I think the problem is that for Ted to get from here, where the BTE is holding the line
Where he could potentially actually be on both BTEs..., he has already released the turn - the old outside BTE has no weight and won't bend a WC GS ski. So it would do him no good to be on it.
OH NO - he's not a-framed but in fact bowlegged, tipping and pulling back that new inside ski like a madman. oh no... wrong transition
What about this one:
Which edge will engage next - right foot BTE or left foot LTE?
I'm suggesting right foot BTE is all...
where he is in a bit of an A-frame, No... the uphill ski is on neither edge... neither is the downhill ski to be honest.
Do you have some samples of this big A-framed transition with weight on both BTEs? Because I've seen some really weird stuff asserted on this here thread...
There is some truth to what you're suggesting though. It's more often encountered in SL , because of the quickness of the transition and the forces involved. It is true mastery to end a turn on one ski while starting the new one on the other ski. Some of that visible in the snapshots I just posted a few posts up - but if you look carefully, the movements to GET THERE were started much earlier (in relation to the timing of the transition).
We should probably note that often in GS the stance in transition is wider than ideal and that itself creates an A-frame no matter how hard the athletes tip the inside ski. You can see that to some extent in the stills above, the distance between the boots. Also the release type may create the appearance of an A-frame, but with no relation to those reasons you mentioned... there's a lot of stuff to take into account when analyzing these.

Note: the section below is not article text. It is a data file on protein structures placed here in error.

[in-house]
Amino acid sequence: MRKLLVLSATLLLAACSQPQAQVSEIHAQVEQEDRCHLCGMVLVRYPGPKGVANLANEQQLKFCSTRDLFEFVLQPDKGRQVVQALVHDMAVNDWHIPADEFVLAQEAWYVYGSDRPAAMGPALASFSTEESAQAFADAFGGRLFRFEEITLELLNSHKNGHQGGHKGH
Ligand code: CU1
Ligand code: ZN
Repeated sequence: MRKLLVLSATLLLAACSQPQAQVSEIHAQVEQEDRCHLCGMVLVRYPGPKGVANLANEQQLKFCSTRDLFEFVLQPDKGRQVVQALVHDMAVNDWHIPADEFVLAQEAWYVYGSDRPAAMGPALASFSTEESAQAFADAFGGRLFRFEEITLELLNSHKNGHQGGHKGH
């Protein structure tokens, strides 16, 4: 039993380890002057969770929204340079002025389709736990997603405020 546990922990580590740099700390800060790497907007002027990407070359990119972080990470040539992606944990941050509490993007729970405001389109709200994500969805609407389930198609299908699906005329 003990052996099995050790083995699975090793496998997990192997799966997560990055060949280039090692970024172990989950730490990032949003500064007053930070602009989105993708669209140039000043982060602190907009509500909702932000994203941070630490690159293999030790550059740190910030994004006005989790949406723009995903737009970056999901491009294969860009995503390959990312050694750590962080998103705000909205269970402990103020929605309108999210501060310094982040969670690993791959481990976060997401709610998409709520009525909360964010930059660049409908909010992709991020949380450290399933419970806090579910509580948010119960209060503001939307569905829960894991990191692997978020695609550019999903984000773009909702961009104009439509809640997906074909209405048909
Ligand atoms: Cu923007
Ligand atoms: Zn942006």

While this is a looooong, thread, I've made just one post in this thread and my post did not claim:
"big A-framed transition with weight on both BTEs" as you wrote above.
I'm talking about this, with this footage from Beaver Creek 2015 GS (at about 30 seconds: https://www.youtube.com/watch?v=mxKJBt38HWw
In the first frame (I've cropped out the gate) Ted is on his right foot BTE and wants to get
to the BTE of his left as soon as he can to carve the top of his upcoming left - foot turn
In frame two - four you can see his right ski is actually off the ground probably
due to terrain more than intent, and his left ski / left leg are preparing him to arc back across the hill.
(I believe the slight wedging is a consequence of trying to get on his left foot BTE as soon as he can)
By standing on his left leg as early as he can, he can move his body
down the hill / inside his feet, allowing both skis to carve.
the next frames show both skis more and more aligned (and lower to the snow)
as he arcs around the next gate. The first one below DOES
show a bit of a frame, as he has greater edge angle on
his left ski, which he will "equal up" once the hips get inside / both feet get outside.